Gordian Perspectives for February 2020

Each month members of Gordian Group team pick articles, posts or current news events that we found interesting and worth sharing with Gordian clients and our growing network . We provide some commentary and context and where applicable how Gordian Group can help.

The Rise and Rise of Family Offices

I think it is fair to say that capital markets have been changing for placements of risky investments.  The UK magazine, Finance Monthly, recently published an interview with Ian Borman of Winston & Strawn entitled “Why Are Family Offices Engaging More in Direct Investment“.

Borman described a UK reality pretty much in line with what we are seeing in the US – as institutions pursue increasingly large opportunities, many of them appear to be leaving risky middle-market deals behind.  And they are being replaced through capital being provided by the Family Office sector. Borman suggests that Family Offices are being driven to make these direct investments due largely to the lack of sufficiently attractive investment opportunities elsewhere.

He may be right, at least in part.  But that might imply that Family Offices will retreat back to their polo ponies and yachts when interest rates go back up.  We strongly disagree with that implication. Family Offices are sophisticated, well-advised and astute with tremendous wealth-building experience to draw from when considering new opportunities.  This is a broad experience base they can use to leverage their capital. Unlike their institutional counterparts, Family Offices typically don’t have a defined mandate or time horizon that drives their decision process. They are strategic and opportunistic capital providers, and are here to stay as an integral part of the capital markets. 

We have certainly been seeing the trend towards heightened Family Office involvement in our deals, and have bolstered our business to serve these increasingly important Family Office capital sources. Learn more about this below.

Commentary by Gordian Group CEO Henry Owsley

Does Big Oil Have a Do-Or-Die Decade Ahead Because of Climate Change?

The Economist recently published a column (registration required to view article) setting forth an interesting view of the future of oil and gas companies in a world headed to “net zero” emissions. 

The thrust of the column is that the next several years will be determinative for the oil and gas business, as well as its renewable alter-ego.  Trillions of dollars of capital expenditures will have to go into the renewable sector if the US gets really economically serious about climate change.  How this expenditure (if made) is allocated among various constituencies (including the government) is yet to be written.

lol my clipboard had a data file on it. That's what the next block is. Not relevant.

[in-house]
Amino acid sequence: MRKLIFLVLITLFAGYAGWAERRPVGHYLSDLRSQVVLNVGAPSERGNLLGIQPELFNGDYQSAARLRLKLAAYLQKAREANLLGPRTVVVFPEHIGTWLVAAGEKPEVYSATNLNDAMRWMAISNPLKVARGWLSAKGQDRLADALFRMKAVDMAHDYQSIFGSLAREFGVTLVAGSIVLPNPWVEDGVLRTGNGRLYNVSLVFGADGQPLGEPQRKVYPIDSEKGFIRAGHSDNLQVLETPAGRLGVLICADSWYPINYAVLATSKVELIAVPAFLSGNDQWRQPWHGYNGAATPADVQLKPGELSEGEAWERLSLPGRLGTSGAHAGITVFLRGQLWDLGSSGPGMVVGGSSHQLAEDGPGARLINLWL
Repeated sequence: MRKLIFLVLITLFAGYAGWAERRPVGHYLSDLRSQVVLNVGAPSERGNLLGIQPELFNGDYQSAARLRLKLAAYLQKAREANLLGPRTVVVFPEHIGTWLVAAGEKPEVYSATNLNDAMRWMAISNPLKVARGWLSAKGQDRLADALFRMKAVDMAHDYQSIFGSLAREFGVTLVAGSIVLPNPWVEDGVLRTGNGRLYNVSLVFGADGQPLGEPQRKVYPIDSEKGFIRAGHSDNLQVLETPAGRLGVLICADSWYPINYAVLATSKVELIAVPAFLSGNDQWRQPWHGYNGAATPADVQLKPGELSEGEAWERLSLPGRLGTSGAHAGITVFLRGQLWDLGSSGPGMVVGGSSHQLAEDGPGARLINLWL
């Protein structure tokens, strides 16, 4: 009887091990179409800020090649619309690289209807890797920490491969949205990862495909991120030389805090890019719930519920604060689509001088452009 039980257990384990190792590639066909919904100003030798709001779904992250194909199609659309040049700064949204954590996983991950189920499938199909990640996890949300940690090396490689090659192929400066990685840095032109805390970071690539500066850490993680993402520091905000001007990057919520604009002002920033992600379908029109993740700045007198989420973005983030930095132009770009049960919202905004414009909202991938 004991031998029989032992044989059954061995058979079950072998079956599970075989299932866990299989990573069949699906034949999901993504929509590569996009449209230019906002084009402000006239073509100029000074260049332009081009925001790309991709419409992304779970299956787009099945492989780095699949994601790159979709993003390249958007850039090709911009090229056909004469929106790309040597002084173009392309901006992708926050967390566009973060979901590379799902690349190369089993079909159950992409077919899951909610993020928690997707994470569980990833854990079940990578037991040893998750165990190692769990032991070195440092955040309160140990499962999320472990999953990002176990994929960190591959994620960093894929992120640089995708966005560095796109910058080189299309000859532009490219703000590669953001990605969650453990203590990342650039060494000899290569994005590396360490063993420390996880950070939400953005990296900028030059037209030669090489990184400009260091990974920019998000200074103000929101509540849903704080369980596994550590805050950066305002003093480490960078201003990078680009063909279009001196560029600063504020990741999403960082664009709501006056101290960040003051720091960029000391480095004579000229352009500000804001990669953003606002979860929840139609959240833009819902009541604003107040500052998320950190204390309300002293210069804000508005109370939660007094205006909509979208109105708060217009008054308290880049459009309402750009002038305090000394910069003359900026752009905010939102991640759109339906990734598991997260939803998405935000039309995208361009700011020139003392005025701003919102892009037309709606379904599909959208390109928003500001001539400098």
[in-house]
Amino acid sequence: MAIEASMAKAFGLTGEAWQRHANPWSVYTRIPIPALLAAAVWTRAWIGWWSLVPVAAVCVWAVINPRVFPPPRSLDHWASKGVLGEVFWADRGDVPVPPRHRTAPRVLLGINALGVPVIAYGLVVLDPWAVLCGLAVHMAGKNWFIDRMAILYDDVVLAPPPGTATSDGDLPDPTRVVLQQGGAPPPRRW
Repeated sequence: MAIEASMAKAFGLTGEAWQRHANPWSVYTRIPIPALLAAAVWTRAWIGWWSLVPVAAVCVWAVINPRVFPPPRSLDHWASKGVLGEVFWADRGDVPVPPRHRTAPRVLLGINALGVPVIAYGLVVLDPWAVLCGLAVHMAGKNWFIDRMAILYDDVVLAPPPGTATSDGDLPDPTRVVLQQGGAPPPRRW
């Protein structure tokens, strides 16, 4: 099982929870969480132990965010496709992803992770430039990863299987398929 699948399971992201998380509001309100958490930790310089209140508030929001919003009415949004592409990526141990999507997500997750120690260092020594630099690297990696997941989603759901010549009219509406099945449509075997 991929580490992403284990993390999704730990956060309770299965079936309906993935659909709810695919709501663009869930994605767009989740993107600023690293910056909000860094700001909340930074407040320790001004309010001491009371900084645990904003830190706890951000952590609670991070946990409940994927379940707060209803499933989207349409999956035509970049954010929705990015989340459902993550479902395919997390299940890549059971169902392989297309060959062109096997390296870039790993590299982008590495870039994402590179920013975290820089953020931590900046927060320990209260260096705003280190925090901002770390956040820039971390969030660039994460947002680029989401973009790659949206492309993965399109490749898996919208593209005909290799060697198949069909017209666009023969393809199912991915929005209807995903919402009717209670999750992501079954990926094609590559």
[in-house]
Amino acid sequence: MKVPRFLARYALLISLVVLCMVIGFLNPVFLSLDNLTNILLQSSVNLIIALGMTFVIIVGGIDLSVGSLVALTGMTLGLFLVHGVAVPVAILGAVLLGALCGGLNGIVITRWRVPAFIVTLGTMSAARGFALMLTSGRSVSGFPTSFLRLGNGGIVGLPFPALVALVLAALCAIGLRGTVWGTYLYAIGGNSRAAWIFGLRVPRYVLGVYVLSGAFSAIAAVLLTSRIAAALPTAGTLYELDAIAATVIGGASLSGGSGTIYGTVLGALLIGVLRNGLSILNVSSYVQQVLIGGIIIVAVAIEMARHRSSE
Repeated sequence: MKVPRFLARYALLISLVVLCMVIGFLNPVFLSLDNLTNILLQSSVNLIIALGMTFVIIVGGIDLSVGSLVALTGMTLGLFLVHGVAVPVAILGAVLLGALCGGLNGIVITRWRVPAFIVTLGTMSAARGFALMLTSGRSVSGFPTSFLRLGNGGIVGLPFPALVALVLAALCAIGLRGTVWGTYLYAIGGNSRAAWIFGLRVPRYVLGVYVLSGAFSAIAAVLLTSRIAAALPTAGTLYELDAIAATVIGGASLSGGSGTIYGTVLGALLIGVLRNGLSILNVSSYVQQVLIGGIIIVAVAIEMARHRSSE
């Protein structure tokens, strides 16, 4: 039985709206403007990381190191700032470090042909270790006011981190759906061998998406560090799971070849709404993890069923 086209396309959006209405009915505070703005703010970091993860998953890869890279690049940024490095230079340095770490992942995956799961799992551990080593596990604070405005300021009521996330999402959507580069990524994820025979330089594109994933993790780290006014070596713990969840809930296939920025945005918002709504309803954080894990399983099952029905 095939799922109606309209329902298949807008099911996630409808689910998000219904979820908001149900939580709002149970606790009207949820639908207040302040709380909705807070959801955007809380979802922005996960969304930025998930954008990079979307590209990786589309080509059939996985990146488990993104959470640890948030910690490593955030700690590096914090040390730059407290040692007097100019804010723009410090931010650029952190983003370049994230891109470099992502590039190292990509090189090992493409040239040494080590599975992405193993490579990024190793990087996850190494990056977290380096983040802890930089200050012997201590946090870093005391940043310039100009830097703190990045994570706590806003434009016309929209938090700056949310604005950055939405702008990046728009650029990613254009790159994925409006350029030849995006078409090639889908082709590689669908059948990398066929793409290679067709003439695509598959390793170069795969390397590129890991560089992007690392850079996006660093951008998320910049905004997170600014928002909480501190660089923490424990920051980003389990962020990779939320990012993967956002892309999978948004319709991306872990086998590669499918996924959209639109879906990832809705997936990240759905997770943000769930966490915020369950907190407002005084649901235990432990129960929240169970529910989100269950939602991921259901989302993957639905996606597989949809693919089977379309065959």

From a corporate restructuring standpoint, this means that more capital will need to be restructured in energy over the next 50 years than probably any other.  In a world of fighting climate change, existing “carbon-heavy” production will decline and there will be hyper growth in the renewable sector. Both roads can lead to corporate difficulties (fast growth produces both winners and losers).

If the column is correct, a lot of this transition will likely occur relatively soon.  That is a jarring, profound thought.

Contact me if you’d like to discuss this further.

Commentary by Gordian Group CEO Henry Owsley

Double Bubble

For those of us financial types that need to worry about valuations, the years of super-low worldwide interest rates have been puzzling.  This compressed-rate regime has had the direct effect of inflating valuation multiples – lower interest rates translate into lower corporate costs of capital, which translate into higher values.  In other words, many people believe that we are in a valuation “bubble”.

Some pundits argue that the bubble is about to burst.  Others say that the world is now governed by Modern Monetary Theory (MMT), which allows the government to continue to borrow ad nauseum, and to print money to cover the tab.  MMT holds that the low interest rate environment – and high valuations – will continue.

The article “Stocks Rise As Zombie Companies Proliferate” touches upon these issues.

Nonetheless, I think it more than likely that we end up in a bad place here – with the odds going up after the 2020 Presidential election.  Everything else equal, if real interest rates increase, valuations should fall significantly. For many overleveraged companies, this may mean they are virtually shut out of the capital markets, with an arm’s length corporate valuation below that of the company’s debt.

And if that happens, junk bond credit spreads are likely to widen, with a bubble bursting in that sector of the capital markets as well.  In other words, a double bubble.

Commentary by Gordian Group CEO Henry Owsley